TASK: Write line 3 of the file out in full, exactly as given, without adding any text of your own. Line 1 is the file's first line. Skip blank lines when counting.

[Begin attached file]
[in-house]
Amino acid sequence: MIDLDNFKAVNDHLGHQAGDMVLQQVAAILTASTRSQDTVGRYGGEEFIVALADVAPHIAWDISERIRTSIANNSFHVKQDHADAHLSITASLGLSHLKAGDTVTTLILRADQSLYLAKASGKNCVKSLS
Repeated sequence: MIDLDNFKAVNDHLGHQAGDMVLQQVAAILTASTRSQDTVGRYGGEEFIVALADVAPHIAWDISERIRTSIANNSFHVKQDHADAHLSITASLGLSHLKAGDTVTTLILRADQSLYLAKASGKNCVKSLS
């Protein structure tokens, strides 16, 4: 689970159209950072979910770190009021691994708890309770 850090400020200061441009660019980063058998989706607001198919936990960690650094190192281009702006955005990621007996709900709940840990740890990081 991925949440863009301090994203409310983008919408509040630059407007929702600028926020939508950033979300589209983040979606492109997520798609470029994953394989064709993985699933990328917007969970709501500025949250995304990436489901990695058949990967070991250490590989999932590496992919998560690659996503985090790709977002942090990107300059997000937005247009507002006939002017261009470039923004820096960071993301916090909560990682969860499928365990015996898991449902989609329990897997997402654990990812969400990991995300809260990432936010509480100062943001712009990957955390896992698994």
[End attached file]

Repeated sequence: MIDLDNFKAVNDHLGHQAGDMVLQQVAAILTASTRSQDTVGRYGGEEFIVALADVAPHIAWDISERIRTSIANNSFHVKQDHADAHLSITASLGLSHLKAGDTVTTLILRADQSLYLAKASGKNCVKSLS